Goodwin’s experiences in Richmond propelled her north following medical school. She completed an internship at Kings County Hospital in internal medical and a residency at State University of New York Downstate Medical Center in nephrology.
At that point, “she never left New York. She never wanted to come back to Virginia to live because of the taste in her mouth from her experiences,” Cuffie said.
In the mid-1960s, New York City created the Health and Hospitals Corporation to replace its Department of Hospitals, which operated several city hospitals and other health care facilities. HHC was formed as a “quasi-public agency” to enable it to benefit from private revenues and funding as well as from government sources. As the senior vice president for community health and ambulatory care, Goodwin became HHC’s first female and first Black executive. She later served on the faculty of SUNY Health Science Center at Brooklyn and its M.P.H. program.
“Her real interest – her heart – was in trying to do something about the disparity between the health outcomes in minority communities versus Caucasian communities,” Cuffie said
This desire led Goodwin to found Health Watch Information and Promotion Service in 1984 and serve as its president and CEO for almost the next two decades. Over the years, the organization would support health education for underserved communities in Harlem, Bedford–Stuyvesant in Brooklyn and beyond on subjects ranging from hypertension, diabetes, cancer, HIV/AIDS, infant mortality, aging and stroke to teen obesity and national teen dating violence.
One of Health Watch’s most ambitious projects, spearheaded by Goodwin, was a one-day HIV/AIDS teleconference held at the New York Academy of Medicine that used closed-circuit links to connect approximately 10 other cities across the country.
When Health Watch dissolved in 2002, Goodwin launched Health Power for Minorities, a digital health news service that published blogs and stories written by a diverse group of doctors and health professionals. Healthpowerforminorities.com was among the top five Google sites for minorities and garnered more than three million hits annually.
Goodwin also founded a third company during her life: AMRON Management Consultants Inc., a health consulting firm that served more than 100 clients in New York, New Jersey, Puerto Rico and the U.S. Virgin Islands.
Leaving a legacy
In March 2014, as Priscilla Mpasi, M’14, was completing her undergraduate medical education at VCU, she had the opportunity to meet Goodwin during a trip to New York.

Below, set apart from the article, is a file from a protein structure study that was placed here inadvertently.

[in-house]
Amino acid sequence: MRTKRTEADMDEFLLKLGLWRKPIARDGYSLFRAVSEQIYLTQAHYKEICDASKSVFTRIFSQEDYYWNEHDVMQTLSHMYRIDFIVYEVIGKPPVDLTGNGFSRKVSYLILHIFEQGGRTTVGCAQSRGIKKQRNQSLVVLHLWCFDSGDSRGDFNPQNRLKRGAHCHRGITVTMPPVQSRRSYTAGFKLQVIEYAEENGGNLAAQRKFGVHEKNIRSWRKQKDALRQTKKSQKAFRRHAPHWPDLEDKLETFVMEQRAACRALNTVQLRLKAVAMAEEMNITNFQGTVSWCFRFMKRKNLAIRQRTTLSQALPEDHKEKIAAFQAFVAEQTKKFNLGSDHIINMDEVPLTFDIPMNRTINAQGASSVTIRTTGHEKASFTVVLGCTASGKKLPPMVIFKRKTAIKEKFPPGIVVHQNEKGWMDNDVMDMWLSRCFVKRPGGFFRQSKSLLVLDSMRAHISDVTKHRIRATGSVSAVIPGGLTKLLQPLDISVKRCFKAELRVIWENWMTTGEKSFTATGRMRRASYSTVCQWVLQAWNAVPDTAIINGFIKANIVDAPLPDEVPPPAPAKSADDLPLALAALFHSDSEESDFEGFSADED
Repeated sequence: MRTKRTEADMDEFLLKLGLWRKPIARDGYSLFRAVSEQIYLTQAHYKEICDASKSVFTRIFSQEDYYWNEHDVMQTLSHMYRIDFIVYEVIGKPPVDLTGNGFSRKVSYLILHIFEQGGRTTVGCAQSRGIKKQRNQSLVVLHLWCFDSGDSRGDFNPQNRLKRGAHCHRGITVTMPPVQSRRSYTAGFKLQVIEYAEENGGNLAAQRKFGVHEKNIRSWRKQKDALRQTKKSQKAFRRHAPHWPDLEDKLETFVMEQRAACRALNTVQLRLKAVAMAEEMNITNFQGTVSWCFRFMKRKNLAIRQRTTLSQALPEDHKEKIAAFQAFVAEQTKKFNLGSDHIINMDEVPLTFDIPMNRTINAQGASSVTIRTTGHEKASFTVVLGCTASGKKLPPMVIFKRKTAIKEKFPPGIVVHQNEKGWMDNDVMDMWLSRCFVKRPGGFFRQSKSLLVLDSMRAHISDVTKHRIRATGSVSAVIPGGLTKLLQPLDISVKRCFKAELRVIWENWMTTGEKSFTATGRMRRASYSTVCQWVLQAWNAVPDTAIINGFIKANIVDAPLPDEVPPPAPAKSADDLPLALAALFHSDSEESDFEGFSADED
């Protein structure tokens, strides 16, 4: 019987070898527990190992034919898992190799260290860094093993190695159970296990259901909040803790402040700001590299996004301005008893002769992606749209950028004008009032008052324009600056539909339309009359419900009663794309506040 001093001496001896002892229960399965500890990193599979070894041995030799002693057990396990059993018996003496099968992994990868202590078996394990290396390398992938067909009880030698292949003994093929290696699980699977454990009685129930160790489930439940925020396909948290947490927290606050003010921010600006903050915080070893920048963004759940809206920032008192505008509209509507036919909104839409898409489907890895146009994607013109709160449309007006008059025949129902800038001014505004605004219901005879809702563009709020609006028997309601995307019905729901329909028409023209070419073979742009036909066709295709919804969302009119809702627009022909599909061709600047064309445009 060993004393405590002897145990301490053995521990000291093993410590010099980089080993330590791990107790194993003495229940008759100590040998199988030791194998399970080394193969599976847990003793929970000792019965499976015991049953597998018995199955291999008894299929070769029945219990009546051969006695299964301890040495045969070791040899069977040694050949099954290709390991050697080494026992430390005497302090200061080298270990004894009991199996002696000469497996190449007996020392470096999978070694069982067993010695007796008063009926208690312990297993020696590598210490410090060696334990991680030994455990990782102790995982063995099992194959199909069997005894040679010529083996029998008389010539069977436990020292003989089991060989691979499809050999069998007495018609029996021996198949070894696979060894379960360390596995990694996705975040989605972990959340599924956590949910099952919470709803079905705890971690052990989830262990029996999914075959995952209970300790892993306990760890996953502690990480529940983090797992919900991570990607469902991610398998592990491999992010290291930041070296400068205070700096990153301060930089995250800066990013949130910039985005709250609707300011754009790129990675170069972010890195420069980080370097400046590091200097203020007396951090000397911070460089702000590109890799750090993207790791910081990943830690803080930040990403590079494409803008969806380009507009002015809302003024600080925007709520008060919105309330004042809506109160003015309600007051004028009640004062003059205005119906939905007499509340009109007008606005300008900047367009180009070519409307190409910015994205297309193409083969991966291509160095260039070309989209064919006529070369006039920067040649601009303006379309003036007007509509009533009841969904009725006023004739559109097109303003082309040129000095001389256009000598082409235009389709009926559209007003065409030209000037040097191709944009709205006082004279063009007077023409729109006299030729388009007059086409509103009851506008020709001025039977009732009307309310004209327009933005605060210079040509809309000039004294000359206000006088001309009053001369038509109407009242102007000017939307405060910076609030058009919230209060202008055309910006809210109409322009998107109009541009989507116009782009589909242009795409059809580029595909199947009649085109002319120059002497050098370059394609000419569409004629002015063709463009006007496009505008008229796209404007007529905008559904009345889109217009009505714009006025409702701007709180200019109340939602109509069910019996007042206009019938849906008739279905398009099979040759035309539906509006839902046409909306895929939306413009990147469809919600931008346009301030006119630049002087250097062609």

“She told me how painful [her time in medical school] was and did not want anyone else to have the same experiences,” Mpasi said. “She took on leadership roles to try to bring about change. She paved the way for others.”
Goodwin served in leadership positions in numerous organizations, including the American Public Health Association, National Association of Health Services Executives, American Heart Association and American Red Cross of Greater New York as well as serving as an adviser to the Centers for Disease Control and Prevention and the National Institutes of Health. She also was the first woman and Black physician to be named vice president of the New York Hospital Association and chaired the task force that led to the creation of the National Medical Association’s Council on Concerns of Women Physicians, a council Mpasi now co-chairs.
“It was just a part of who she was – going to the National Medical Association conventions every year and always having some kind of presentation where she was sharing information with other doctors, mostly African American,” Cuffie explained. Goodwin would often talk about “their responsibility for trying to make a difference.”
These conversations resonated with many, including Mpasi.
“If we all work together, we can understand the barriers to delivering equitable care,” Mpasi said. “We all have a responsibility to ensure everyone receives the care they deserve. Dr. Goodwin knew that and lived it. I just hope I can make her proud.”
Goodwin died on April 13, 2020, one month before she would have turned 83, after becoming ill with COVID-19 and developing pneumonia.
“Although she no longer walks among the living, a large part of her legacy is the courageous fight which she led against life obstacles which were personal as well as those associated especially with communities which were underserved by America’s health care system,” her brother Stefan wrote. “Throughout her life, she was steadfast in her pursuit of excellence, of equal opportunity and of justice.”